For those interested, Katy Perry: Part of Me does touch on her relationship, marriage, and eventual divorce from Russell Brand (Get Him To The Greek), whose footage is included in the finished film. Strong kudos to the filmmakers and Perry for not shying away from discussing the relationship and eventual breakup. That said, footage of Perry crying comes across as rather distasteful. I tend to believe a public person should keep their private life private. Anything more and you're exploiting your woes for financial gain, or just looking for quick sympathy. Combine that with the fact that you never know what's real and what's for show and the inclusion of the footage seems dubious at best.
The concert performances and what goes on behind the scenes is the most fascinating part of Katy Perry: Part of Me. I'm always interested to see how so many people are able to come together to make such a massive concert work. Perry's stage show is certainly a production of staggering proportions. The Sweet Shoppe themed musical performances look great, with music that is bouncy and distinctly sugary. I especially liked Perry's tribute to the late Whitney Houston singing "I Want To Dance With Somebody," while bringing various teens onstage. I almost wished the movie had focused more on the music than the story. After all, most of us are drawn to a musician's stage persona more than their back story (interesting though it may be).
If there's a theme that runs through Katy Perry: Part of Me it's that being yourself is the best way to move through life. Perry notes she moves to the beat of her own drummer, and people have gravitate towards that idea; the beginning of the film includes interviews with kids telling how much Perry's music has changed their lives and allowed them to just be themselves. It's a noble sentiment and, considering much of today's music, the idea of finding yourself is downright quaint by comparison. Katy Perry: Part of Me is just like Perry's music: light, not very substantial, but fun while it lasts.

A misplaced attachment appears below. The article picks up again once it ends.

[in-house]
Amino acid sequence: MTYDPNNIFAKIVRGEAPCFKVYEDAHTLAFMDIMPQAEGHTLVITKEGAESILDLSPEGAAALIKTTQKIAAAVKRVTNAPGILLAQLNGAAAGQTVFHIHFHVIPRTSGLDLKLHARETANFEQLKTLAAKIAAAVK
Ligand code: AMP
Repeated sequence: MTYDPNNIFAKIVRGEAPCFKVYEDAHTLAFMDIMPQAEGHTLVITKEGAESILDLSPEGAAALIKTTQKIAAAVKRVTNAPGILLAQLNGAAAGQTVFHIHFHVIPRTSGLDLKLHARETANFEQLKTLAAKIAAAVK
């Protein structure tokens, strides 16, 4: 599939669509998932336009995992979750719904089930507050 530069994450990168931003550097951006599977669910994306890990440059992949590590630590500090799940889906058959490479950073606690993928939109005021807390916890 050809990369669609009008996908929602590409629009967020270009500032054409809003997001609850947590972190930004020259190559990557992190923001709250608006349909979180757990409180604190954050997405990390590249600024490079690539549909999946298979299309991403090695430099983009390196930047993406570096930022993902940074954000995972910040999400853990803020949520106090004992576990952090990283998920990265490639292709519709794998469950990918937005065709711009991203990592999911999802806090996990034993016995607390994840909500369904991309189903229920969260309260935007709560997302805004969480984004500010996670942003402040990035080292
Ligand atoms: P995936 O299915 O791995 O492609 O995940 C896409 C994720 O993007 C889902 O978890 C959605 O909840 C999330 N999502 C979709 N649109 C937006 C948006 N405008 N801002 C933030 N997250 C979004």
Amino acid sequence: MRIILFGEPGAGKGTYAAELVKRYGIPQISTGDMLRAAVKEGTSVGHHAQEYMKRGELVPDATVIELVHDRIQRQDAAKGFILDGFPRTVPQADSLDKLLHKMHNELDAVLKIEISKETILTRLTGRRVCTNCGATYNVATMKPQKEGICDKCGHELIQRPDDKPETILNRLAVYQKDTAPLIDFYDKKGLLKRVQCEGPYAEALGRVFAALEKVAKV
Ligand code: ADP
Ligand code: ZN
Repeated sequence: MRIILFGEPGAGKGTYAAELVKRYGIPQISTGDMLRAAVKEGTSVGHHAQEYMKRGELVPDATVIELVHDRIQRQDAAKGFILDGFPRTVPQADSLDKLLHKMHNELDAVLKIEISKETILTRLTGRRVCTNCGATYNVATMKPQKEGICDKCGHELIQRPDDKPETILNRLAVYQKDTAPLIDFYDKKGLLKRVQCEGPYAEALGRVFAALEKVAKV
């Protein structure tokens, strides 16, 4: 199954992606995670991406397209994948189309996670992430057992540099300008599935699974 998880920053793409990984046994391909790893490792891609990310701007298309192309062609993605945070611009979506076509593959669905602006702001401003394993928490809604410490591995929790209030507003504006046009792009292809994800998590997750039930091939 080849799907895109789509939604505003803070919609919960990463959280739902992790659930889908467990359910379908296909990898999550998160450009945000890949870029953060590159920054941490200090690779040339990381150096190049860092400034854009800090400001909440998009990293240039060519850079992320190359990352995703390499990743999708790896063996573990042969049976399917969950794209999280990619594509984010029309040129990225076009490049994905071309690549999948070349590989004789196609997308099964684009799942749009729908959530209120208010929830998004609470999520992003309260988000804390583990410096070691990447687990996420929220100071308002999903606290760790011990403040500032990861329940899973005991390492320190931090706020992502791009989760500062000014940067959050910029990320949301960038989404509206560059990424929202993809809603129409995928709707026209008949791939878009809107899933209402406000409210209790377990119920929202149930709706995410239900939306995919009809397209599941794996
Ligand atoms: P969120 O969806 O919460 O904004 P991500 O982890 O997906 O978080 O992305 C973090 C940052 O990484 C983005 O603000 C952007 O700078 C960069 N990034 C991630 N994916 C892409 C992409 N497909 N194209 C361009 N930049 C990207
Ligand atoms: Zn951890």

Presented in 1.78:1/1080p high definition widescreen, the image quality looks great most of the time. The concert footage and recent interview segments are all bright, vivid, and crystal clear. When the film switches to older footage of Katy as a kid or teenager, the image is less impressive. Given that much of the old footage was shot on video cameras or cell phones, it can look slightly rough and not very clear. The mediocre quality isn't Paramount's fault—it's just the inherent nature of the source material.
The DTS-HD 5.1 Master Audio is an aggressively bombastic mix, especially when the tour kicks in. The front, rear, and subwoofer all get a healthy workout, whenever Perry takes the stage. Even some of the backstage footage sounds better than expected, with Perry's songs constantly in the background enveloping the viewer.
The Blu-ray release includes a few bonus features. Two bonus performances of "Last Friday Night" and "Waking Up In Vegas," a short clip of Katy visiting her grandmother ("Grandmother: Thinking of You"), a featurette on Perry performing at the Grammy's shortly after her divorce, a behind the scenes featurette titled "California Dreams Tour: Behind the Scenes," a standard def DVD Copy, and a digital copy.
Katy Perry: Part of Me is a must own for her diehard fans. The concert footage is bubbly and fun, but the offstage drama sometimes feels forced. It's worth a rental, if you enjoy the singer's music.
Not Guilty, "if you can afford me."